Minutes of the 2009 Mid-Atlantic Soil Testing and Plant Analysis Work Group Meeting

The meeting was called to order at 8:15 a.m. on February 17, 2009 by Leticia Sonon and Dave Kissel of the University of Georgia. The group of 26 participants was welcomed to the 2009 meeting and introduction and housekeeping were made. Phil Howard of Southern States, the host agency, gave an update on Southern States including current fertilizer issues on supply, demand and cost. After Phil's updates, a series of papers covering a wide array of topics were presented. Summaries of some papers and the complete program of activities are given below.

The group also discussed plans for the 2010 meeting including dates and possible topics:

Meeting Dates: 2/16–2/17/2010  or  4/20–4/21/2010 (Snow)

Possible Topics:
  1. Biofuel
  2. Grid sampling
  3. P Index
  4. Poultry Litter - fertilizer and marketing
  5. Virtual Lab Tour: Ed Hopkins, Sure Tech Laboratories

The group was encouraged to suggest additional topics to consider for the 2010 meeting and send these to Leticia or David. The meeting adjourned at 12:00 pm on February 18, 2009.


Carl Crozier of North Carolina State University gave a presentation on N, P Availability and Liming Effect of Poultry Litter Manures. A 90 d incubation compared N mineralization from manures and urea. Mean availability in the Belhaven and Lynchburg soils was 76, 73, and 55% of total N applied in fresh, composted, and pelleted manures, respectively; whereas N availability in the Cecil soil was 41, 33, and 27% for the same manure sources. A 21 d lime incubation found liming materials in all manures just as effective in neutralizing soil acidity as equivalent amounts of CaCO3. A 21 d P incubation found similar changes in Mehlich-3 extractable soil P resulting from application of equivalent amounts of either manure or inorganic P.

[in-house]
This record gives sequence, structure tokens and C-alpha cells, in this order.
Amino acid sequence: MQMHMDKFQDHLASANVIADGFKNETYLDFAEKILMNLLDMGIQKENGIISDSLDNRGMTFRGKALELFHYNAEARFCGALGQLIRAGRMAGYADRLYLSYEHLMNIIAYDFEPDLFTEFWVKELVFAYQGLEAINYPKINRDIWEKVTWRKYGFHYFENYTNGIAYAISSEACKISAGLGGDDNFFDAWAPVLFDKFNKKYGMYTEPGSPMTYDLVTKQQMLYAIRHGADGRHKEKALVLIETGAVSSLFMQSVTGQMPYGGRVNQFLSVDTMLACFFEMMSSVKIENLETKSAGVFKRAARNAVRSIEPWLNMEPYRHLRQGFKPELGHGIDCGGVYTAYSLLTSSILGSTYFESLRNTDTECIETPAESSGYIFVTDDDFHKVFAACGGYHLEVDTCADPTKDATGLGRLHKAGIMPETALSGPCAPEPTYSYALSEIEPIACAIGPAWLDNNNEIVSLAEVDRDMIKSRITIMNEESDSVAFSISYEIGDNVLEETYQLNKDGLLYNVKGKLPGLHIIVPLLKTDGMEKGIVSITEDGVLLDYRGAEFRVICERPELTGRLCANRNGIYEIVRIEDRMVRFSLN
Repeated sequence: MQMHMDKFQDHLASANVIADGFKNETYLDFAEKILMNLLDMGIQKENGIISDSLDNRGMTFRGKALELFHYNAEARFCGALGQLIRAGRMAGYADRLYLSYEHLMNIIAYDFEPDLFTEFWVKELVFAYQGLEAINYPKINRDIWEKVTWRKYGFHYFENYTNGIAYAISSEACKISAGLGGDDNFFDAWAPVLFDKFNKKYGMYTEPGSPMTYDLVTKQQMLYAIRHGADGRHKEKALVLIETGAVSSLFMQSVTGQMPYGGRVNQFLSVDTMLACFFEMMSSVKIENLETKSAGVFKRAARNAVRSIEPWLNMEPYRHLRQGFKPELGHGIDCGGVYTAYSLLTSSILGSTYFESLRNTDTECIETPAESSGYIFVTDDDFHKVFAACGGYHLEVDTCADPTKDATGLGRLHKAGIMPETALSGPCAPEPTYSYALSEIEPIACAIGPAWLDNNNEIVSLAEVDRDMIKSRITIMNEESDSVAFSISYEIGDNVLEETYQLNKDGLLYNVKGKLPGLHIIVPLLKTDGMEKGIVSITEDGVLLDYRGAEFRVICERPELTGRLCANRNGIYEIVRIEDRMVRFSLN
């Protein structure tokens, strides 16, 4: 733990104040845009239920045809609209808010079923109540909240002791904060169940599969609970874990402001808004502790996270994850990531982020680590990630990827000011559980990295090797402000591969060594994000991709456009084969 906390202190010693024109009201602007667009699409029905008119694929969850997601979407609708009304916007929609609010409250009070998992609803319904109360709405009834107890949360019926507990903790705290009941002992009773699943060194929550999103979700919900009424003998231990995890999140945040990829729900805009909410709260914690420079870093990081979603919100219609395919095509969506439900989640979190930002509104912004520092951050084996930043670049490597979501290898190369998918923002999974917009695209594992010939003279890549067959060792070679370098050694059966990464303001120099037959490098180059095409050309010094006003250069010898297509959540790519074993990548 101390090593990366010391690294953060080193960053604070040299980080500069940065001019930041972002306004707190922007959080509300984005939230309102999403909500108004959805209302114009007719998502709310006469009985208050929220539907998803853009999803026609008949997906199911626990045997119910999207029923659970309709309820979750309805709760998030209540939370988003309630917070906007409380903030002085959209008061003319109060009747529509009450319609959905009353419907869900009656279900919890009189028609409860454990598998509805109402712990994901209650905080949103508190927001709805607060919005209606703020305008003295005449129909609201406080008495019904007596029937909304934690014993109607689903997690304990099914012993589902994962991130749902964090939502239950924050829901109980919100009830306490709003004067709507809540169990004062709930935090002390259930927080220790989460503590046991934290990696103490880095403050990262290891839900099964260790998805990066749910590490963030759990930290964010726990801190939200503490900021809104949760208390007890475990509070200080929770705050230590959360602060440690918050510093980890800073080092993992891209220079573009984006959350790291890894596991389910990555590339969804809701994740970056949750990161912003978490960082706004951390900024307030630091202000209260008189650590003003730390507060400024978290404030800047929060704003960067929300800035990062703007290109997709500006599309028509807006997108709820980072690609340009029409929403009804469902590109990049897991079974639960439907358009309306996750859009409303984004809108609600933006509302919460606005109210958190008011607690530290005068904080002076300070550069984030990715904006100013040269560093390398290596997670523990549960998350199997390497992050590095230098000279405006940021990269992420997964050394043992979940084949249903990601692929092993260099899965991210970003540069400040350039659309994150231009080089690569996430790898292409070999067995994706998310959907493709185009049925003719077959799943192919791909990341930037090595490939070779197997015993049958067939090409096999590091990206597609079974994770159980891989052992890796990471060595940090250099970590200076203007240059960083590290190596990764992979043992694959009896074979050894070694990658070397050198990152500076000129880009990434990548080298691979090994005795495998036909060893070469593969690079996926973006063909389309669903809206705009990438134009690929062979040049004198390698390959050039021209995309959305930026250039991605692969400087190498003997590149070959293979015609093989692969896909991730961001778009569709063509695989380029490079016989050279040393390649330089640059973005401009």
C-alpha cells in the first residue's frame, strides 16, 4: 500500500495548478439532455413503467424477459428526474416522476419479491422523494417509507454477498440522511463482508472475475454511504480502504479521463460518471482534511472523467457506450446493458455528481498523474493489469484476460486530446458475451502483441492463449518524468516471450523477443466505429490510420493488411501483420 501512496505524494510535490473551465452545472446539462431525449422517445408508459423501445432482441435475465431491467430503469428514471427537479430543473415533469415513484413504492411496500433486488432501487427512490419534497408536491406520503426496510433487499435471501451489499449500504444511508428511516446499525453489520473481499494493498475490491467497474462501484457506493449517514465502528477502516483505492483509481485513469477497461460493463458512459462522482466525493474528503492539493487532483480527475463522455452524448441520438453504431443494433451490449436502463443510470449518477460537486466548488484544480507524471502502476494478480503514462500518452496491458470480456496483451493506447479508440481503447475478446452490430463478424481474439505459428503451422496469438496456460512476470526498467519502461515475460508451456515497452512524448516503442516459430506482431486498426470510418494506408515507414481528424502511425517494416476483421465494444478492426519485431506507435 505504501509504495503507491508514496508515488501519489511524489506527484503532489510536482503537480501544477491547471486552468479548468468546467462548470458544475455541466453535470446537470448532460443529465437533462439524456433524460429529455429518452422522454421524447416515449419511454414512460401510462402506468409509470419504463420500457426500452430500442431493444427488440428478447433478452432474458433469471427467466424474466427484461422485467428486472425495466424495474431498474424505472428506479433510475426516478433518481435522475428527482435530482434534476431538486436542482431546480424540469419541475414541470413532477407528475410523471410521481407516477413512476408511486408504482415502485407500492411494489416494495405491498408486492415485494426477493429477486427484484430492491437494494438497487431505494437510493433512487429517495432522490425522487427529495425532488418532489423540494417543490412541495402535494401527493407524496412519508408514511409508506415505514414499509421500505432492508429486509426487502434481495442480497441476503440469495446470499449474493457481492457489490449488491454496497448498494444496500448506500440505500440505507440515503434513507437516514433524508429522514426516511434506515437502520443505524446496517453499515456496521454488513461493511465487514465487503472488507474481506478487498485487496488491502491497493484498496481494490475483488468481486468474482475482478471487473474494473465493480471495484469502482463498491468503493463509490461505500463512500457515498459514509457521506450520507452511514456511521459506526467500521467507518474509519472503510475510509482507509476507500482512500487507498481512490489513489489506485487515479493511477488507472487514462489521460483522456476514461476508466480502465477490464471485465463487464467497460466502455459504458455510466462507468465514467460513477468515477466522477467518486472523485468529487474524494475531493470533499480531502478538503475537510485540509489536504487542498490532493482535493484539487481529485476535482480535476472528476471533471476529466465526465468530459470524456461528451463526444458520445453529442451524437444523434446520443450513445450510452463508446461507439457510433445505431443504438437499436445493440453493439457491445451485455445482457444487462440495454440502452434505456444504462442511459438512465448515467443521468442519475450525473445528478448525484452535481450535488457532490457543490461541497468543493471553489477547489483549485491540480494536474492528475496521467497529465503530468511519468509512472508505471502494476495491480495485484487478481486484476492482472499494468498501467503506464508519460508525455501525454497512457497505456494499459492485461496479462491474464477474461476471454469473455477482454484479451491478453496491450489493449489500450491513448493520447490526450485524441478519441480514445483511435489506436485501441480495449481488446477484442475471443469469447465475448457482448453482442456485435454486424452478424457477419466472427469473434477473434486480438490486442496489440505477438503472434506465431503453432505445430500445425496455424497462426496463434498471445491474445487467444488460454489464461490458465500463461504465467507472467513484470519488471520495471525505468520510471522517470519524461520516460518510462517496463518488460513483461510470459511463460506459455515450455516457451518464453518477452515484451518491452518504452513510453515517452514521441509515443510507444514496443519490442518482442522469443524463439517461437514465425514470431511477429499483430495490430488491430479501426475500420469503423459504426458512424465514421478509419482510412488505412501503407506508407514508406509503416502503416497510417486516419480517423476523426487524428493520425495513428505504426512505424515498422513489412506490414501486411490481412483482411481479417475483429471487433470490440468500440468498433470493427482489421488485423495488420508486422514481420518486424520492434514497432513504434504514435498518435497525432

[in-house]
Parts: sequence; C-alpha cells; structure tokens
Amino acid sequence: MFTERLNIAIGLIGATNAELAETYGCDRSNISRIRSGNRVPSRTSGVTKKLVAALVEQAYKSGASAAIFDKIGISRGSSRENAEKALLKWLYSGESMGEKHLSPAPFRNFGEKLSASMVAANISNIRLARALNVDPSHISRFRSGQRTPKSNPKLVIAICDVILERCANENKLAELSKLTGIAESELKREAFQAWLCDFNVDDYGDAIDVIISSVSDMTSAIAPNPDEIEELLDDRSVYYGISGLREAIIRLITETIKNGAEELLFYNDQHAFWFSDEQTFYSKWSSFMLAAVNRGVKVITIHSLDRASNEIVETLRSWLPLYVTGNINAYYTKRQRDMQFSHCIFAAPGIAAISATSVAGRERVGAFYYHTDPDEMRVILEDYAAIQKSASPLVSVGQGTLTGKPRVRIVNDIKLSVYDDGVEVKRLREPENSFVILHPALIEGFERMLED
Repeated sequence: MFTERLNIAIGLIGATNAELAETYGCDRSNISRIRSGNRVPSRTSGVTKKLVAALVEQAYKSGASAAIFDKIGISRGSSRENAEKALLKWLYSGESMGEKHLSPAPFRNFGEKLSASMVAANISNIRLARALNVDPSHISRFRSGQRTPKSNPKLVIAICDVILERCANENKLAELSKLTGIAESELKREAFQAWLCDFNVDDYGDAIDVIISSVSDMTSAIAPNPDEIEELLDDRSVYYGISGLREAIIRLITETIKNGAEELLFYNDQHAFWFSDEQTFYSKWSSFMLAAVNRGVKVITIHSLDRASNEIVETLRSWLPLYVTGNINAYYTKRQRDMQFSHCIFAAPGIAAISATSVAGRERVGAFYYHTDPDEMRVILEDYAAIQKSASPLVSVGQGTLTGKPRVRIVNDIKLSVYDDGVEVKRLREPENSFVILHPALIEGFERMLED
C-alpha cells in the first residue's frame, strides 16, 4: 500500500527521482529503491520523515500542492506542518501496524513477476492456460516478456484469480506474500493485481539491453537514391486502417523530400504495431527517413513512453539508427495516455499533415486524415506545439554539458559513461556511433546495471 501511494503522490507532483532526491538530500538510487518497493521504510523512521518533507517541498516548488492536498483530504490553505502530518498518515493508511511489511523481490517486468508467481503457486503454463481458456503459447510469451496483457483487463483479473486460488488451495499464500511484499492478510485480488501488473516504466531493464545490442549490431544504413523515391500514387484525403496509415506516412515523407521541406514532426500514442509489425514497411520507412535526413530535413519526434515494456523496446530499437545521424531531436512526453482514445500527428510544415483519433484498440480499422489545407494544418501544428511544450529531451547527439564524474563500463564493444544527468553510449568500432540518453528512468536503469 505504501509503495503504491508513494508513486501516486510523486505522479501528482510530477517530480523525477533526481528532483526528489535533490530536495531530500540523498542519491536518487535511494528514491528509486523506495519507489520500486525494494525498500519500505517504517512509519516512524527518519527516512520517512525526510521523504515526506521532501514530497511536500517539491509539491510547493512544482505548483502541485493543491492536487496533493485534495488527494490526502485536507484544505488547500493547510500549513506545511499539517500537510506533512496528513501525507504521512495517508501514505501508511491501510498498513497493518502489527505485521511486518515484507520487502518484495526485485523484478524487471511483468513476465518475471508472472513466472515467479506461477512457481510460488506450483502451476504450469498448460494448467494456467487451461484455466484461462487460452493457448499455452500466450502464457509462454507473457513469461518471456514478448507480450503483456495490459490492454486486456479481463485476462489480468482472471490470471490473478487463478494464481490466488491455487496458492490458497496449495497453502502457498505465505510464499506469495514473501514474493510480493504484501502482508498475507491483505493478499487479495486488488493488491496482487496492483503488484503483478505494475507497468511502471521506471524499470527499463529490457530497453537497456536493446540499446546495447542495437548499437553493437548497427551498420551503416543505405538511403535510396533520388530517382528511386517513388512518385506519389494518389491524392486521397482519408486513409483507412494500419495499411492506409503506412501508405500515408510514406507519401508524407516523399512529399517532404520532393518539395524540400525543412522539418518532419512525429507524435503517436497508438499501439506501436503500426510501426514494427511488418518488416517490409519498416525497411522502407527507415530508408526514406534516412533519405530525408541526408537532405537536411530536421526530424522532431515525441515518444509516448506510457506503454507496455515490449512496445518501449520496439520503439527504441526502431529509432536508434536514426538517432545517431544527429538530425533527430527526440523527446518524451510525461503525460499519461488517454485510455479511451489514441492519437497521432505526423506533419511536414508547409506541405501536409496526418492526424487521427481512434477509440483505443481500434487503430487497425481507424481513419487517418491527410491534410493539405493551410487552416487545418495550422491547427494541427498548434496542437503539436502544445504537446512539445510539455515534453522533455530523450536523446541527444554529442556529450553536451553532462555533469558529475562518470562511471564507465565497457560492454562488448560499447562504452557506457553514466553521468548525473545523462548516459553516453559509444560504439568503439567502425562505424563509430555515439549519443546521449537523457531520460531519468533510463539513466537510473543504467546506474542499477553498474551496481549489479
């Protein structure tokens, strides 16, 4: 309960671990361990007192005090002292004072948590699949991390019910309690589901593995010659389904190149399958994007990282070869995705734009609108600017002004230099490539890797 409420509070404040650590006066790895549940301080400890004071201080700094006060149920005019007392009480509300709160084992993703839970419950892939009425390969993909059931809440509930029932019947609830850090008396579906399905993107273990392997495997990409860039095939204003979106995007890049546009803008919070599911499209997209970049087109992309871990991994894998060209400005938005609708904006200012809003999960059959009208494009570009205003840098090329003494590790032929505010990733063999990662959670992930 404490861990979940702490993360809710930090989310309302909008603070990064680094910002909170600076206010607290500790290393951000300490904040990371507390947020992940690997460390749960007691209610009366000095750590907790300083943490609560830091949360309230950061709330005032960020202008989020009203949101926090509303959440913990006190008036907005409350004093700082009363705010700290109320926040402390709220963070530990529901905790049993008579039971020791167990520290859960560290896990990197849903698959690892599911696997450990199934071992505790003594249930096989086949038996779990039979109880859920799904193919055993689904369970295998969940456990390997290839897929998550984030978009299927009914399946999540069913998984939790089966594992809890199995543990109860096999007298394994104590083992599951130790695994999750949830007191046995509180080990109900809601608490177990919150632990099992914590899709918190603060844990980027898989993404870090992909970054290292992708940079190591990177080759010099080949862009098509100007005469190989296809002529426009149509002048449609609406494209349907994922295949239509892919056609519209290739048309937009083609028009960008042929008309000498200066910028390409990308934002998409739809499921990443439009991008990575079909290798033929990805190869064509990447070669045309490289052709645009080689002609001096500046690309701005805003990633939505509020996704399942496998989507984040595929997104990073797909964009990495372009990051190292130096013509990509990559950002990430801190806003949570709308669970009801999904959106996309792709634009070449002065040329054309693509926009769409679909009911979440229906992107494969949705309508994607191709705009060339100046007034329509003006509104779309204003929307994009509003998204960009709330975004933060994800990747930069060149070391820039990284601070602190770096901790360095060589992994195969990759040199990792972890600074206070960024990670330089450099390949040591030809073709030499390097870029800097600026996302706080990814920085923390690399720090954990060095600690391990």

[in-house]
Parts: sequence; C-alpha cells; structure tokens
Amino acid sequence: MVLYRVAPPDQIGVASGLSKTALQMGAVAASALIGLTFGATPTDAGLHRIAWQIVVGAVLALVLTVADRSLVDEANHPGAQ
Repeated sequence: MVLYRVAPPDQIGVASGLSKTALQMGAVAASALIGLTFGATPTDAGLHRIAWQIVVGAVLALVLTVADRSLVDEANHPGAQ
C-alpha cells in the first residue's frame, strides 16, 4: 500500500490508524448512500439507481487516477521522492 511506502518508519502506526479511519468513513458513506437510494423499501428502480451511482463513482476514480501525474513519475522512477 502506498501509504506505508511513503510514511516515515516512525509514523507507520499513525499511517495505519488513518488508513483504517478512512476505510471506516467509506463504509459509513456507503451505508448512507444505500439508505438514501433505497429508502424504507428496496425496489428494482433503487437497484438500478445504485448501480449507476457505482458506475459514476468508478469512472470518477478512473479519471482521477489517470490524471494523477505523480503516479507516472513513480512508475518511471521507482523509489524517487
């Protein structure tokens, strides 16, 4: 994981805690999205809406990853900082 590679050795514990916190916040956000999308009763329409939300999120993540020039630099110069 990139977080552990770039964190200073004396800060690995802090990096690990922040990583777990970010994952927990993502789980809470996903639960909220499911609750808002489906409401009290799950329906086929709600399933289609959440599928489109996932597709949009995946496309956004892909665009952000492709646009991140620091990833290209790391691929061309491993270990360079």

David Kissel of the University of Georgia presented data from a graduate student's thesis of the rate at which calcium hydroxide applied to acid soils reacts with acidity and reaches pH equilibrium. The intent of this work was to develop an improved method for calculating the lime requirement from single addition titration with calcium hydroxide, the method used at UGA for lime requirement determination. The majority of soils reached equilibrium within 25 hours whereas others required more time. It appeared that there was a quantitative relationship between the lime buffer capacity determined with 30 minutes equilibration and the lime buffer capacity with 84 hr equilibration.

Bob Miller gave a paper on evaluation of grinding soil particle size for Bray-P1 and ammonium acetate K for four soils. Bob found that highest variability (based on RSD) was for 2.0 mm relative to 1.0 and 0.5 mm. RSD values for Bray P1 ranged from 1.8 to 4.8% across the 4 soils, and there was no significant bias in analyte concentrations with reduced particle size. A comparison of soil grinders found a hammer mill and Agvise Grinder provided the most homogenous samples with respect to Bray P1 and Ammonium acetate K.

Ann Wolf - Penn State has now purchased two Autoblock Digestion systems from Environmental Express. The blocks are used for digesting soil, plants, maures, biosolids, composts and water. The blocks are working well and have significantly improved the efficiency of sample digestion.